31st May 2019 - 8:30 pm
John Peel would play something like this on his programme and the world would suddenly
seem a better place” Steve Lamacq, BBC 6 Music
“Brilliant – love this sound! If you want to get a bit of early summer, then get this in
your ear-holes!” Lauren Laverne, BBC 6 Music
“Quite delightful! Duvet Song will get you dancing under the covers…”
Lopa Kothari, World on 3, BBC Radio 3
“Jon Lewis and Jah-man Aggrey play guitar and percussion respectively, but sound more like a small combo due to their clever use of loops and no small amount of enthusiastic musicality and inventiveness. They mix profound lyrics with some lighter-hearted ditties and lively dance tracks.
Occasionally their material seems a little trivial and lightweight, but I imagine that in the sunshine of a festival they pitch their song choices just right in order to give the public a smile and something to think about. On “Ask Me”, for example, Aggrey ponders why people only ask him about the war when they discover he’s from Sierra Leone. And they must be the only group to successfully tackle Abdullah Ibrahim’s “The Mountain/African Marketplace” and The Clash’s “Guns of Brixton” in the same performance.” Songlines Magazine, ***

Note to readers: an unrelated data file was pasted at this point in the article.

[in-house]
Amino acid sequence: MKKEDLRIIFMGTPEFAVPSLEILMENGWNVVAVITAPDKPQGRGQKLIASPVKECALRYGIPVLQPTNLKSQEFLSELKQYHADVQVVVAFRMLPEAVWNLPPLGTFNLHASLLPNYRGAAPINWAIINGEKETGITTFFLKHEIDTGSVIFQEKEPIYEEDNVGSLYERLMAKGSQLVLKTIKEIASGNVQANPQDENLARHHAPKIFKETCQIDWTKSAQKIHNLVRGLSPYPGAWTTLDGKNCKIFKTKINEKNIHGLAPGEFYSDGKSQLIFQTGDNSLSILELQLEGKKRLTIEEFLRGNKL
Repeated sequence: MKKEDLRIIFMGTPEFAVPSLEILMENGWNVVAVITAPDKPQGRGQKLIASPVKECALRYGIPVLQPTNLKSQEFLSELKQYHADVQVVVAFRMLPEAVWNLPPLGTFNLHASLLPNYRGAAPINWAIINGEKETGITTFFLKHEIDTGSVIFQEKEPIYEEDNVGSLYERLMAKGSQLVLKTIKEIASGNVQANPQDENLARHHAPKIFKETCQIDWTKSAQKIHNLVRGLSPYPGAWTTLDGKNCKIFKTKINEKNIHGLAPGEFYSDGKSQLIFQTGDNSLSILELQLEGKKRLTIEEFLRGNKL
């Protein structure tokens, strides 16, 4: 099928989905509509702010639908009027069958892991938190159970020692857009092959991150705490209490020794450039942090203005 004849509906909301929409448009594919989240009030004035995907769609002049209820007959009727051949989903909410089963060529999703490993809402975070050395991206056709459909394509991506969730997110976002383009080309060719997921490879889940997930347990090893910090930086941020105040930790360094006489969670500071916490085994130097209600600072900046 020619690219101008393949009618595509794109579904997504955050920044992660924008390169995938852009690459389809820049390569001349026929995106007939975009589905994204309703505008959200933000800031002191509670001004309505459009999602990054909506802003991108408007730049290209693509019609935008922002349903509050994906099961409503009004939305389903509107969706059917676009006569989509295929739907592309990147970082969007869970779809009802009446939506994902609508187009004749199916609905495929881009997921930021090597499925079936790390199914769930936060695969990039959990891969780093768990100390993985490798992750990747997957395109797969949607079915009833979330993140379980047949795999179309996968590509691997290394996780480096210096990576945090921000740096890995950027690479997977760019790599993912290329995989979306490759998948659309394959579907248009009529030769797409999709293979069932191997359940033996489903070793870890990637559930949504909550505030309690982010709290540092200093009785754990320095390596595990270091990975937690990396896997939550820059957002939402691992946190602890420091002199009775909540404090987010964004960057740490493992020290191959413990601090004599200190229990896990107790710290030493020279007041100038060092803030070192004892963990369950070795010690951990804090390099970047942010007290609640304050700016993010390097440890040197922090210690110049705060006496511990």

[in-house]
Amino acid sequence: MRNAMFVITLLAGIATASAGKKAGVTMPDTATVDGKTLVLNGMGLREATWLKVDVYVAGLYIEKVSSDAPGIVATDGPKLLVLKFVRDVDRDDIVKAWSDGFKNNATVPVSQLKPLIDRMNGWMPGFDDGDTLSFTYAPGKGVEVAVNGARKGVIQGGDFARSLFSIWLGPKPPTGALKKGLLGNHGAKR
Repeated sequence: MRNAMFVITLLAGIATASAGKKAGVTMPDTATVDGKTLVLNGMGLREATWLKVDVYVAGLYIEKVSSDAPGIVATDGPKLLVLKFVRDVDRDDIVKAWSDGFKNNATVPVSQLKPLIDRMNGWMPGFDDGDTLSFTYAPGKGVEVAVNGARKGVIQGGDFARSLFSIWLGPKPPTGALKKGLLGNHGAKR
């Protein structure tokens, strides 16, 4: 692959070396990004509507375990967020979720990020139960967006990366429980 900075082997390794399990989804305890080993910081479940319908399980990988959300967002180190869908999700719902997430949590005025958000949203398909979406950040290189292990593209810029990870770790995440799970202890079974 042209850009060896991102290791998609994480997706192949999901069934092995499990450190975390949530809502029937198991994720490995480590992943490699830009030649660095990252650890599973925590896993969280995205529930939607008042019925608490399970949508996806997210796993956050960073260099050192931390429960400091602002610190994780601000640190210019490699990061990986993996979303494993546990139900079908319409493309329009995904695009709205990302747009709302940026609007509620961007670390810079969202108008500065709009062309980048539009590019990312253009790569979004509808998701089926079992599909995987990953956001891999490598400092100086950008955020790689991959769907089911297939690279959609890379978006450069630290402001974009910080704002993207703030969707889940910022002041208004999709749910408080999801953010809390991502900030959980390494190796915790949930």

“Two Man Ting comprise midlander Jon Lewis and Sierra Leonian Jah-Man Aggrey. They are an offshoot of Le Cod Afrique, the world dance collective who were something of a medium-scale hit on the small festival circuit a few years back, and like that band (only more sparingly) they play a bright, appealing blend of multicultural roots-pop centred on Lewis’s Palm Wine-meets-highlife picked guitar and Aggrey’s sunny, chatty vocals. Djembe and hand percussion fill out a sound that should lighten up many an outdoor musical gathering this summer.
Le Go We Ba – a lightly-cadenced Moussu-T-like romp with nursery refrain – begs for audience participation and a take on Sonny Rollins’s St Thomas allies delicate circular guitar melodies with probing thoughtful lyrics. And speaking of covers, there’s the inevitable nod to the king of Palm –wine music, S E Rogie, and a delightful looped take on Armagideon Time too. Full of such bright, tuneful moments, Legacy is a decent debut that one suspects will probably really take off in an intimate live setting.” fRoots Magazine